By 2010, Disney was churning out billion-dollar movie after billion-dollar movie. In fact, the studio became the first in history to release two $1 billion dollars in the same year. Alice in Wonderland was the first, and then along came Toy Story 3. Unlike Alice, this film was very much a critical success, becoming the first and only animated sequel to receive a Best Picture nomination at the Academy Awards.
The film blew Nemo out of the water, and remains to this day the highest-grossing Pixar movie of all time. It made $415 million domestically and $655 million internationally on its way to a massive total of $1.07 billion. By comparison, Toy Story 2 made less than half of its profit, coming in at just over $511 million (which is less than its sequel’s international total alone). The original Toy Story made even less than Toy Story 3’s domestic total, earning just $365 million at the worldwide box office.
The Dark Knight trilogy followed a similar pattern, earning more money as the series went on. Batman Begins took home a relatively disappointing $359 million, less than Tim Burton’s Batman ($411 million) and only slightly more than 1995’s Batman Forever ($337 million). The Dark Knight changed the game in a big way, eclipsing the billion mark in 2008, and sitting pretty at 27th on the all-time highest earners list.
The Dark Knight Rises rounded off the trilogy with its highest figures yet. The third installment made a domestic total of $448 million, significantly less than The Dark Knight’s $533 million, but it made up for it internationally; its overseas total of $636 million left its worldwide figures at just short of $1.1 billion. The film is currently 10 spots above its predecessor as the 17th highest-grossing movie ever made. Comparatively, Batman v Superman: Dawn of Justice, which was expected to make a billion and then some, earned just $868 million worldwide.
After Quantum of Solace underperformed at the box office, the James Bond movie franchise took four long years to resurface, but it was most definitely worth the wait from a critical standpoint. The 23rd movie in the series and Daniel Craig’s third as the British super spy, Skyfall boasts a 93% approval rating on Rotten Tomatoes, and is the first Bond flick to break $1 billion at the box office.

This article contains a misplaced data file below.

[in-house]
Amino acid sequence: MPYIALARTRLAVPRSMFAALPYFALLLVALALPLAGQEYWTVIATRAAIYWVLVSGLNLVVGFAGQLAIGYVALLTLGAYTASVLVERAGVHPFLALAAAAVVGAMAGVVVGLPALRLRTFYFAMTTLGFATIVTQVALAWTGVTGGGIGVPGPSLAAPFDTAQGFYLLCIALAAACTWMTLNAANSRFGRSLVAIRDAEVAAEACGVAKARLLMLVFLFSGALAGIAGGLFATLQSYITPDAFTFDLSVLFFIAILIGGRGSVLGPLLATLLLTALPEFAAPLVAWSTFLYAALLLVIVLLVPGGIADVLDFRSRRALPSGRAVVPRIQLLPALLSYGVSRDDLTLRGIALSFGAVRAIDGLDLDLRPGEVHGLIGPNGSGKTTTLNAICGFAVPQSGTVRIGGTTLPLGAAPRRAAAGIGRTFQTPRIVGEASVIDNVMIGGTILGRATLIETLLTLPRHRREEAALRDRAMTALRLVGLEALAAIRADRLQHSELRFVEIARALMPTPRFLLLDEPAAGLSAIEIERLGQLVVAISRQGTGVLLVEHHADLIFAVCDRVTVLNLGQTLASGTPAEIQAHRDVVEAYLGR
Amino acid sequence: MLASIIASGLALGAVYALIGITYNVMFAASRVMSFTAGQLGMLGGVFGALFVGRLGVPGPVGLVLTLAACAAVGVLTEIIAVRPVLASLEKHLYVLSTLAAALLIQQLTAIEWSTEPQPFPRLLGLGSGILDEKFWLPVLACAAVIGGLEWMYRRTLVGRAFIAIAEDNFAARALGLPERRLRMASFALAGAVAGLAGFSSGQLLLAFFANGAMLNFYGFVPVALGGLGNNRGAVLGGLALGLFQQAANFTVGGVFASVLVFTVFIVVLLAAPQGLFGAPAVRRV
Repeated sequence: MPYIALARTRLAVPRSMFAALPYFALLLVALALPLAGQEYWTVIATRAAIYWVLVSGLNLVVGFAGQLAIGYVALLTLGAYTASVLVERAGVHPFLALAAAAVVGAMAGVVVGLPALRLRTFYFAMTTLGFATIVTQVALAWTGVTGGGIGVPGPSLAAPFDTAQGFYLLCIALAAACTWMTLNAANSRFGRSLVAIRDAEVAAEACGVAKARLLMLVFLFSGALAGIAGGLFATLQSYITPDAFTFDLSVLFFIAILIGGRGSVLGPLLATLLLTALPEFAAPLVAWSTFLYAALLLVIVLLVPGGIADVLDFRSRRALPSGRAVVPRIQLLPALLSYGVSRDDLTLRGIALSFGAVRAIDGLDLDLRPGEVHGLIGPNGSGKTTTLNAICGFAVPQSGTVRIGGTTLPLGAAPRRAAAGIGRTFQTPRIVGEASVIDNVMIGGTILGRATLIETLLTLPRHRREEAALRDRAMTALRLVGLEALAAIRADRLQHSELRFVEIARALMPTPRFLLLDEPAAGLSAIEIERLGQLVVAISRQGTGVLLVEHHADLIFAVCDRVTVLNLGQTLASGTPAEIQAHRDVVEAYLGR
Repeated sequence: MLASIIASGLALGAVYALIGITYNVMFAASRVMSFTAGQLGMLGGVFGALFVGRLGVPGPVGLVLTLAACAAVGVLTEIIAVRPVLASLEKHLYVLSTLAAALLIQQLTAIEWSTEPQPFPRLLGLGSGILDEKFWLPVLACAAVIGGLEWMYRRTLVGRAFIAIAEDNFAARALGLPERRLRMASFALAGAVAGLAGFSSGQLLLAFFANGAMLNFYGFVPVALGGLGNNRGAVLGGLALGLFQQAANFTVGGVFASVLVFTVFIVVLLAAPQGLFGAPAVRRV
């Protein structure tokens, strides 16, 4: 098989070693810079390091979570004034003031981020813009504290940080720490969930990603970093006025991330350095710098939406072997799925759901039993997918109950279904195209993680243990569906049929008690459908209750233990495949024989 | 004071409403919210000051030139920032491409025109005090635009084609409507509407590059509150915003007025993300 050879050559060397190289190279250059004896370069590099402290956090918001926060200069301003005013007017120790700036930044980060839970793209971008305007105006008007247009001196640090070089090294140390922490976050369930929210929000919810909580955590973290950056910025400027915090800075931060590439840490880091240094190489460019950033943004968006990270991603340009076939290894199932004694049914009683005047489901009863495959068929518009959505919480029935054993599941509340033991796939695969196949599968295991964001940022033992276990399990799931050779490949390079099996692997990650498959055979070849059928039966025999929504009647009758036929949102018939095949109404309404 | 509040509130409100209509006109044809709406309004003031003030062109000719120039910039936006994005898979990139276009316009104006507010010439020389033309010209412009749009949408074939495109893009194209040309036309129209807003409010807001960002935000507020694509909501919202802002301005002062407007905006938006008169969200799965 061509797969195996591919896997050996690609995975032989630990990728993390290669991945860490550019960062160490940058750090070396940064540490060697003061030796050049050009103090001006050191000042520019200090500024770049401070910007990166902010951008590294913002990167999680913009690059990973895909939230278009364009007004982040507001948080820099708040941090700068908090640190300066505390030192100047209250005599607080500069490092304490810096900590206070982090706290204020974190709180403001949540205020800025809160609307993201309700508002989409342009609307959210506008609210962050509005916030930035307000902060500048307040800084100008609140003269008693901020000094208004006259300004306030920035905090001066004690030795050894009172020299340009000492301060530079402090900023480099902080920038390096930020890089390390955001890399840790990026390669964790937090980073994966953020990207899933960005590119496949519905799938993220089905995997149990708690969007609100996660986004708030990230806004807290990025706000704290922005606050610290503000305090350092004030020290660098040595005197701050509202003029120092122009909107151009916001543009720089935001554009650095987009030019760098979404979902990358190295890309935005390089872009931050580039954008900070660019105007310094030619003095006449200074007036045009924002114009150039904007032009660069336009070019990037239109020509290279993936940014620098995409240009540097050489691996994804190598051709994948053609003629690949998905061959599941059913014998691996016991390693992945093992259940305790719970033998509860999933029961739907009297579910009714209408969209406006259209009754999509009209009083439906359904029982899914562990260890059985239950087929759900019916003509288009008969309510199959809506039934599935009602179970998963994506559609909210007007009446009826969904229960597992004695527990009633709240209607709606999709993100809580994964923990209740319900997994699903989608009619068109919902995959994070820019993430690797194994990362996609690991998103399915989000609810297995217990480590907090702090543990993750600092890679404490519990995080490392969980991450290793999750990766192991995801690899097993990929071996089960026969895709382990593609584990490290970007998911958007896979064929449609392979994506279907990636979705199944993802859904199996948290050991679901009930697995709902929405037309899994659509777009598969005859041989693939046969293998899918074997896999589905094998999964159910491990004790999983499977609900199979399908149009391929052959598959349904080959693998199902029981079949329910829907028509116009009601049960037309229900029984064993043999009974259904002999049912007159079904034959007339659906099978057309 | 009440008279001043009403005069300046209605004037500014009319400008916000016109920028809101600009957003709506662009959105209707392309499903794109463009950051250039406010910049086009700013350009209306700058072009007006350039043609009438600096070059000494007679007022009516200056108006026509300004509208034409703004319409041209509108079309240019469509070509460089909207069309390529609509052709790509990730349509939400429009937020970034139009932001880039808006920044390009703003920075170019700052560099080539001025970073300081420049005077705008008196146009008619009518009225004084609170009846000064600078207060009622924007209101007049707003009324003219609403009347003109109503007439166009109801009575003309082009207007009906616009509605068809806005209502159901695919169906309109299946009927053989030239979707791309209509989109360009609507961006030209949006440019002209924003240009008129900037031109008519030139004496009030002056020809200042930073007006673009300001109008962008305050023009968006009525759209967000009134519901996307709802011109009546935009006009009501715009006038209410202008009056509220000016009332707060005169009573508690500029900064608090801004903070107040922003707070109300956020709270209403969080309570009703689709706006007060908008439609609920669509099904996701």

In fact, the film is the first on this list to surpass the $1.1 billion mark, taking a modest $304 million domestically, but dominating the international box office with over $806 million to its name. Casino Royale had previously been the highest-grossing Bond movie, taking $594 million worldwide. The latest entry in the franchise, 2015’s Spectre, got off to a strong start, but ultimately fell short of its predecessor, taking a total of $879 million. Even if you adjust for inflation, Skyfall towers over Thunderball’s estimated total of $1.014 billion.
Michael Bay’s Transformers franchise has not one, but two billion-dollar movies in its library. 2014’s Age of Extinction grossed a literally stunning $1.104 billion worldwide. The fourth movie in the series, Extinction, which stars Mark Wahlberg and Stanley Tucci, is the lowest-rated film in the Transformers saga on Rotten Tomatoes, sitting at just 18%. The third in the series, Dark of the Moon, didn’t fare much better (35%), but it still managed to far surpass the billion-dollar mark.
Shia LaBeouf’s final outing in the franchise scored a whopping $1.124 billion at the worldwide box office. Dark of the Moon earned $352 million at home and an impressive $771 internationally, making it the 14th highest-grossing film ever made, while the other Transformers movies all feature in the top 100. The first, simply titled Transformers, occupies the 85th spot on the all-time list, grossing a worldwide sum of $708 million. Its follow-up, Revenge of the Fallen, sits just outside the top 50 with earnings of almost $837 million.